I spoke to one or two more people briefly about what they thought of the town in general. And the above Q+A with one town resident, seems to be very much the general consensus among many others. Grimsby- always room for improvement, but definitely not the worst place to live.

2. By David Hulme

Julie Bryant, a local resident of Grimsby is very happy to be back living here after being in London for 20 years.

She missed the fresh sea air, and being beside the seaside. She loves the friendliness of the northern community but  she thought there could be more cycle tracks similar to Amsterdam ,and more facilities for the children to participate in.

Julie enjoying the delights of Grimsby

 

 

 

 

 

 

 

 

 

3. By Dan Kemp

Shoppers were evacuated from a store in Grimsby yesterday as local fire services rushed to the scene.

Emergency services were called out to the Somerfield store on Osborne Street in Grimsby town centre at around 12:45pm yesterday lunchtime. Following an evacuation from the store, all staff members as well as all customers were left waiting outside not knowing when they could return inside. One local shopper commented “I paid for parking and now I can’t even go shopping!”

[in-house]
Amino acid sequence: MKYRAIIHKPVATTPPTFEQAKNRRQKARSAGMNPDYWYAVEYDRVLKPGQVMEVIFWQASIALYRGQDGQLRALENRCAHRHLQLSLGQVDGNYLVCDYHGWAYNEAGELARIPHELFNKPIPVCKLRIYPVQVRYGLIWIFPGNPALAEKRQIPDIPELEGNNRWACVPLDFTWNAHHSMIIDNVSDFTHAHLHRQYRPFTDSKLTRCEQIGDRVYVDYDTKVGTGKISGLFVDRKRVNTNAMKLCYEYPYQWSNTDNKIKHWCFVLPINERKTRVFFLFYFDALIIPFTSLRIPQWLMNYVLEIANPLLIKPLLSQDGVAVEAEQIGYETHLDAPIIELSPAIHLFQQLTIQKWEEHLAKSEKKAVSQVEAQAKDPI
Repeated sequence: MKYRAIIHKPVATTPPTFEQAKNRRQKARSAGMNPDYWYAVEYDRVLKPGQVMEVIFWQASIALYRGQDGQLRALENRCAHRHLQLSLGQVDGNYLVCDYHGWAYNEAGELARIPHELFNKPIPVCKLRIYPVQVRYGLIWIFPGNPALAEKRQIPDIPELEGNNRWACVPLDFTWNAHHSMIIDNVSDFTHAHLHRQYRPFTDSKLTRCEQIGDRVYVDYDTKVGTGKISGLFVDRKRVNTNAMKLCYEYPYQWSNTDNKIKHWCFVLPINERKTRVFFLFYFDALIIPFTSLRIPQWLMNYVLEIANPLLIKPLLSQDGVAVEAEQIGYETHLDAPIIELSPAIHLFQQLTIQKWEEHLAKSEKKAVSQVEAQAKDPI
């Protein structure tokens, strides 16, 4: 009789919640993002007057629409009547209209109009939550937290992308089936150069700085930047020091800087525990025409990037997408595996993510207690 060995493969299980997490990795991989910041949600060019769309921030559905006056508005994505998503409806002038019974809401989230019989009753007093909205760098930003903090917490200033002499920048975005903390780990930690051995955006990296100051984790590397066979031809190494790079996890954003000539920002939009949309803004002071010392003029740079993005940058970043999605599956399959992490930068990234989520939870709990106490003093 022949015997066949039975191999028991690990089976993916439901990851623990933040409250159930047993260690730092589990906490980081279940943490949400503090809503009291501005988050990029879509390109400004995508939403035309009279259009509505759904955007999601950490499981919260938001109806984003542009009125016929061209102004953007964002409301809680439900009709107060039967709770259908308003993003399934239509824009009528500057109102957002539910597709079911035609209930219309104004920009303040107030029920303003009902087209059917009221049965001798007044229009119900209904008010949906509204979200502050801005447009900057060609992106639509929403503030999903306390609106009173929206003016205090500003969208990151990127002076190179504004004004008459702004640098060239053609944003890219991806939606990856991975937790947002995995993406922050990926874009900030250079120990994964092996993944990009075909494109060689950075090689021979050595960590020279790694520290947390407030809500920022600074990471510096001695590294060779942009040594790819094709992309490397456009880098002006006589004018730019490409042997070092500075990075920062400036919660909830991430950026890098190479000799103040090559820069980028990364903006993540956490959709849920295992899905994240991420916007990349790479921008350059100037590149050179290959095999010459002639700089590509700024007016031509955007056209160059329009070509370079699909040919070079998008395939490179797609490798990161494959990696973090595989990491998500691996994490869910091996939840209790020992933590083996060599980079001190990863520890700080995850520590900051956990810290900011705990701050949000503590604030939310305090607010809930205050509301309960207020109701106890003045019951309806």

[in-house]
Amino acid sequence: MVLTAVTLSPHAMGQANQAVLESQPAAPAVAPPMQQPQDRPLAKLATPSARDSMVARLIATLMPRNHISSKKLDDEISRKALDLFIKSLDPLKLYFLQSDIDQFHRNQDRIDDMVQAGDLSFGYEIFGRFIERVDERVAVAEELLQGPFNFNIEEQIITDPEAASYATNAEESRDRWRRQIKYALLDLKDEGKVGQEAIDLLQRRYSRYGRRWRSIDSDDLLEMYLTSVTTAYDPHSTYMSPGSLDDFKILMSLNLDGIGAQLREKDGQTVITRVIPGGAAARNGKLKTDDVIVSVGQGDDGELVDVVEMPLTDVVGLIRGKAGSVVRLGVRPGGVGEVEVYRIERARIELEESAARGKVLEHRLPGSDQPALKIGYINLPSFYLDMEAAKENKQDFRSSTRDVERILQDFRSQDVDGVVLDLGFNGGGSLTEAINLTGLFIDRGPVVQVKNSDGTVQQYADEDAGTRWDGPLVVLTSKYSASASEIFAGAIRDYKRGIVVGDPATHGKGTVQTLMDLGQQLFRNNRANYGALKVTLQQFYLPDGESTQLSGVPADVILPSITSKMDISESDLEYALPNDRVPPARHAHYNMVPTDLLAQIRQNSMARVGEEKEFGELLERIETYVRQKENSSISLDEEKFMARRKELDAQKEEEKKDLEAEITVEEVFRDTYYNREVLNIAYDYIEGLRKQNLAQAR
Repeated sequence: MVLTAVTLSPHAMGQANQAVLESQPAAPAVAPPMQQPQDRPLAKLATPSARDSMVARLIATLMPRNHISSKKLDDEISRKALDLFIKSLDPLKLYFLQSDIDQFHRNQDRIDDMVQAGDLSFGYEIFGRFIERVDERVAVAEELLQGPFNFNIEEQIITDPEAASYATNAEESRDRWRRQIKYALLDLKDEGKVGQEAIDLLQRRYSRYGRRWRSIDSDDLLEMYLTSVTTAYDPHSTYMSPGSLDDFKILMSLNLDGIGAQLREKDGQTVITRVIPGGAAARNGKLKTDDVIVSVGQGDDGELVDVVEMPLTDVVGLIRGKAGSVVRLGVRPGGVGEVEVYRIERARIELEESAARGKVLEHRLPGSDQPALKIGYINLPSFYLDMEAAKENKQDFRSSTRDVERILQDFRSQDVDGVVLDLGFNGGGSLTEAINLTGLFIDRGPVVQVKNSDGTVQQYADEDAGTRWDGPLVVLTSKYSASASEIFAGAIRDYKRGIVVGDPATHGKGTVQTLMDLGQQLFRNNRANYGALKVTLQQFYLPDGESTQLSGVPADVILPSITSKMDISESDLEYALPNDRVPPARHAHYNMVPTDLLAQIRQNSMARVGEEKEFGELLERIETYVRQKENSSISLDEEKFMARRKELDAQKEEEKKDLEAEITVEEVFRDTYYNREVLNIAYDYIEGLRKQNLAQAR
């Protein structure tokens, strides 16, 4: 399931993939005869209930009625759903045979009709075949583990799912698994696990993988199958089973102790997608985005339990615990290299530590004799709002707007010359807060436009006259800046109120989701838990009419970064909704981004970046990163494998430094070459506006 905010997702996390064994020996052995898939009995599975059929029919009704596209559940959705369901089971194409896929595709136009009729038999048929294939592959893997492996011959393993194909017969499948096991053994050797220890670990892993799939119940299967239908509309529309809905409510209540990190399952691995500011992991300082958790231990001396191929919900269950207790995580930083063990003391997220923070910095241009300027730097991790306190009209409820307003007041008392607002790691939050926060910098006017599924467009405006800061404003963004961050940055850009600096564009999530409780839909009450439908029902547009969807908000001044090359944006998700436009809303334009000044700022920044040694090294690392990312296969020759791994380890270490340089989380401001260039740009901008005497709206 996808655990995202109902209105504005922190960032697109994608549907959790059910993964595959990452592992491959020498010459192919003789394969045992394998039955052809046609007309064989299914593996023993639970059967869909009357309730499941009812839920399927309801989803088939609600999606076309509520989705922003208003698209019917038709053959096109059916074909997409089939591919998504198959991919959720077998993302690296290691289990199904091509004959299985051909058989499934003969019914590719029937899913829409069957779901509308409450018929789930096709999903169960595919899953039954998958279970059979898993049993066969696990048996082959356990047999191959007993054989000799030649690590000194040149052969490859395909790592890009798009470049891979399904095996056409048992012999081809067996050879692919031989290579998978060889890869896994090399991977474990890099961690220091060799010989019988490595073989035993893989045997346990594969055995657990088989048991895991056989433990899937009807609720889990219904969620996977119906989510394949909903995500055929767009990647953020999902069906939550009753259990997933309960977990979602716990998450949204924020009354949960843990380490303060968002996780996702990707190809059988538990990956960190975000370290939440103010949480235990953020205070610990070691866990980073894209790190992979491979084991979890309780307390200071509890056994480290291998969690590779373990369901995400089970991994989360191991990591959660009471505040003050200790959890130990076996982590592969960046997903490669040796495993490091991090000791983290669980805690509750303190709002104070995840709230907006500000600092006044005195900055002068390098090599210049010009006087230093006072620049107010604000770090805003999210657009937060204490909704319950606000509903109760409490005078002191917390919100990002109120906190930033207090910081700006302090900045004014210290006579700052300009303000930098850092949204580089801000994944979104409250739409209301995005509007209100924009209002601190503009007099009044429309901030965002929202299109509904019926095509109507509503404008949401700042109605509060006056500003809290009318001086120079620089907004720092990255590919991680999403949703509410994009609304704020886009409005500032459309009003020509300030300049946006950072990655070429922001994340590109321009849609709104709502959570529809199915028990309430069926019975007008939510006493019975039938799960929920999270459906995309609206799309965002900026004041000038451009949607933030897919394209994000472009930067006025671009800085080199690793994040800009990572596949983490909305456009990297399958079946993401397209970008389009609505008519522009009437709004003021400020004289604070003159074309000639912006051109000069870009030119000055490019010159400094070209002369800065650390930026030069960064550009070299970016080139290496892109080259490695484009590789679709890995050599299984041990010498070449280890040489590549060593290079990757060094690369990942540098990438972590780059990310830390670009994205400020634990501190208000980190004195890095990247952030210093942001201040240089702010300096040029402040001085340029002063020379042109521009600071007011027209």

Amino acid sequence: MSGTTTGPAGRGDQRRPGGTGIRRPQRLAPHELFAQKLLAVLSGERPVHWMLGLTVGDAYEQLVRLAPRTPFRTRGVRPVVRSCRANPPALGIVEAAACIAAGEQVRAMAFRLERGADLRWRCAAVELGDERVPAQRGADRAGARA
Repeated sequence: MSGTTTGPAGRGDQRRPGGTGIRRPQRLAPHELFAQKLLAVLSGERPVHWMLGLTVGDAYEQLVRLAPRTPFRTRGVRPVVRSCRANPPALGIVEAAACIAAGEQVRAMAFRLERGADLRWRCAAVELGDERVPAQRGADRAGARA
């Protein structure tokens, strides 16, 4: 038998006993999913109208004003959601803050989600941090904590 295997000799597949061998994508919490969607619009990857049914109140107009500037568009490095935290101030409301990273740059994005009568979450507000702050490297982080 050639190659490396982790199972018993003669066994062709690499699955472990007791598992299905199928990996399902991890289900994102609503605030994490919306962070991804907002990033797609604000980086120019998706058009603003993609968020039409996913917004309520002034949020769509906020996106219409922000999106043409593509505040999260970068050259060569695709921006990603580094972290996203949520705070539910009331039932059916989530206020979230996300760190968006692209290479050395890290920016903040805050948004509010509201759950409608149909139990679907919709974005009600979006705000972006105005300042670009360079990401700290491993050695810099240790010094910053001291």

Along with two fire engines, the local fire chief was also in attendance to oversee the operation however their response time was hampered by the one way system enforced within the town centre. This meant that the fire engines almost passed the store prior to turning around and heading back for the stores car park. The fire produced no casualties but we still await the cause.

4. By Julian Dugard

  1. About the Area (name not given)

Q: What is your opinion on Grimsby and the surrounding areas and why?

A: I like the town. There isn’t much to do anymore, but what there is, it gets you by. Like the shopping centre.

Q: What do you think about the Town’s facilities, what could be improved and why?

A: The facilities are very good although the public connivances should be cleaned more often and the bins should be collected when they are supposed to week in, week out.

Q: Do you think that the transport is sufficient enough to satisfy the demand for the local residents? If not, how do you think it could be improved?

A: The Transport is not sufficient enough, it should run more regular and the buses looked after properly.

  1. Job interview

Q. What do you do for a living in the area?

A. I’m a council gardener, the work is good but the pay should be better.

(At this, the male walked away and refused to answer any more questions)

5. By Julian Dugard

A lighting failure at Somerfield’s in central Grimsby resulted in two fire crews being called to attend the scene. At approximately 1:45pm last Thursday the crews arrived after a slight delay due to the enforced one way system around the store. Customers inside were evacuated to the fire points whilst the fire chief who was also in attendance, could carry out his investigations. One shopper said that she had “Paid for parking and now we can’t even go shopping”.

6. By Tom Harris

  1. What is it like living in Grimsby?

It’s alright, not the best place to live in.

  1. What is your job position?

I’m retired now, but I use to work in a supermarket as a cleaner.

7. By Leigh-Ann Green